Conservation & restoration of deep-sea ecosystems in the context of deep-sea mining

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Project coordinator: Jozée Sarrazin -

Biology and Deep-sea Ecosystems (BEEP), IFREMER - France


Biology & European, Public and International Law

Development of the Uses of Resources and Marine and Coastal Spaces (Amure), Brest University/CNRS/IFREMER France

Adaptation and diversity in the marine environment (AD2M), CNRS/Sorbonne University


Deep Sea Ecology and Technology, Alfred Wegener Institute, Helmholtz Centre for Polar and Marine Research (AWI)


Marine Geosystems, (GEOMAR)


Marine Biodiversity, Senckenberg Nature Research Society

Business and Economics( INOMICS), National University of Ireland Galway Ireland
Ocean Systems, Royal Netherlands Institute for Sea Research The Nederlands
Arctic Biology, University Center in Svalbard Norway

Biological Sciences, University of Bergen


Centre for Environmental and Marine Studies (CESAM)


Centre for Marine and Environmental Research (CIMA)


Okeanos, University of the Azores, Horta


Department of Human Geography, University of Seville



The deep sea, defined as water and seafloor below 200 meters, is the largest biome on Earth accounting for 92% of the global ocean. This species-rich biome harbours numerous ecosystems including vast abyssal plains, mountain chains and canyons as well as cold-water corals, sponge grounds, hot vents and cold seeps. However, the so far relatively “pristine” deep sea is at potential risk of biodiversity and ecosystem function loss due to anthropogenic activities, including deep-sea mining. Although mineral exploitation of deep-sea resources has not yet started, the International Seabed Authority as part of its mandate defined in the UN Convention of the Law of the Sea is drafting the mining code that shall regulate exploitation in the ocean floor and subsoil thereof, beyond the limits of national jurisdiction. The ISA mandate includes the effective protection of the marine environment from harmful effects that may arise from deep-seabed related activities. DEEP REST aims at developing a novel approach to improve our capacities for science-based spatial planning and management in two ecosystems threatened by deep-sea mining. This project is extremely timely, as it directly addresses the concerns of policy-makers in a moment when seabed mining and its associated regulations are rapidly evolving from exploration to exploitation.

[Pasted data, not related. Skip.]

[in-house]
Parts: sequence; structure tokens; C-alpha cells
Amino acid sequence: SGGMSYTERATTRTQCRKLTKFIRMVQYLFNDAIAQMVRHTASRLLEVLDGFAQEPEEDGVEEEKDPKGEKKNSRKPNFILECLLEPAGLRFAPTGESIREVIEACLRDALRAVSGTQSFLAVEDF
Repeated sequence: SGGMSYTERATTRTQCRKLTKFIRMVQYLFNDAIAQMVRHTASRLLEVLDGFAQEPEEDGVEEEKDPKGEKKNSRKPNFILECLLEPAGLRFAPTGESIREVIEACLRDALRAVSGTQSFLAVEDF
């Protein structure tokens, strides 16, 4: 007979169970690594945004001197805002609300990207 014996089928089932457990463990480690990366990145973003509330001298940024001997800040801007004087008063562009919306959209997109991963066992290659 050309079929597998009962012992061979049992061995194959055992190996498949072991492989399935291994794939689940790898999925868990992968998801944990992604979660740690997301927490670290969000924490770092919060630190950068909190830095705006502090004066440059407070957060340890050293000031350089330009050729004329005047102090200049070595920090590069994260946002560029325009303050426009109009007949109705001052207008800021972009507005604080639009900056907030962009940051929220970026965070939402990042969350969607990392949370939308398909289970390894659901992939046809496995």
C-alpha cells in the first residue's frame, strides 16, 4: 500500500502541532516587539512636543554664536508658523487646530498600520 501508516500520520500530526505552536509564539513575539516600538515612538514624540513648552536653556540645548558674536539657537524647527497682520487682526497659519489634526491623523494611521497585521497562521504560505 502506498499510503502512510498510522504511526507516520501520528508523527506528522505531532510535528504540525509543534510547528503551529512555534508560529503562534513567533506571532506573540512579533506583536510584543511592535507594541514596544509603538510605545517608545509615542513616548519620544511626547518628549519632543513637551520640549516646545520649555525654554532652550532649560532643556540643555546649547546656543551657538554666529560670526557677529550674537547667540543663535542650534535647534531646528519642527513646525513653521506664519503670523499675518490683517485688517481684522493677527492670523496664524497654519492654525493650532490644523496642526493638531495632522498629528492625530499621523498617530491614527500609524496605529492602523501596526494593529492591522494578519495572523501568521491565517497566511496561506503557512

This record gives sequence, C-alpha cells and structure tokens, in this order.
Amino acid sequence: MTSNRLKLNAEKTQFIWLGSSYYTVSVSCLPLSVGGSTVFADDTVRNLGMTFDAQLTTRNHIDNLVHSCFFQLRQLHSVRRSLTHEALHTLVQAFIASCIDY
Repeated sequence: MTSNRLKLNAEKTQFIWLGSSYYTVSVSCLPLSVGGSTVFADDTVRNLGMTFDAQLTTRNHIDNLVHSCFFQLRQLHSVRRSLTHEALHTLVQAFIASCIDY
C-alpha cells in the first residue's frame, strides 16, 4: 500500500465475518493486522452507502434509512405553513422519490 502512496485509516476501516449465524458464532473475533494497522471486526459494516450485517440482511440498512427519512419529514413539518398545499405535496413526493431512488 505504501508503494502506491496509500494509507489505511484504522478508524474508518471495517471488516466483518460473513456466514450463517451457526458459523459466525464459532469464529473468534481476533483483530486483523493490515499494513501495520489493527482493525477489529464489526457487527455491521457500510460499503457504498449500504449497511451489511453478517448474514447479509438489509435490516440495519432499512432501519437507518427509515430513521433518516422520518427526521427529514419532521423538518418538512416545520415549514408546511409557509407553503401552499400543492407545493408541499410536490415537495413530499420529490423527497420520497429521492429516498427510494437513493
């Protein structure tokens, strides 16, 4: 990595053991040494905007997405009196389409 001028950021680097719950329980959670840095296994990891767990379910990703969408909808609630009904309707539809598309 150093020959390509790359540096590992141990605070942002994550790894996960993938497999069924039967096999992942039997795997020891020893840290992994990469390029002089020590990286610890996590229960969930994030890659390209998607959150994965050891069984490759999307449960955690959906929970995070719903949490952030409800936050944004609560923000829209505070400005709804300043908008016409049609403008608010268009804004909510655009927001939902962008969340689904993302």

Reference documents

For more details on the work plan and expected impact of the project and other projects funded in response to the BiodivRestore joint call consult:

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DEEP REST project

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BiodivRestore funded projects booklet Download pdf

Keywords: deep-sea, hydrothermal vents, nodules, seabed mining, biodiversity and ecosystem functionning, connectivity, environmental management, stakeholders, governance, policy

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published on 2021/10/15 10:29:00 GMT+1 last modified 2022-07-27T10:02:11+01:00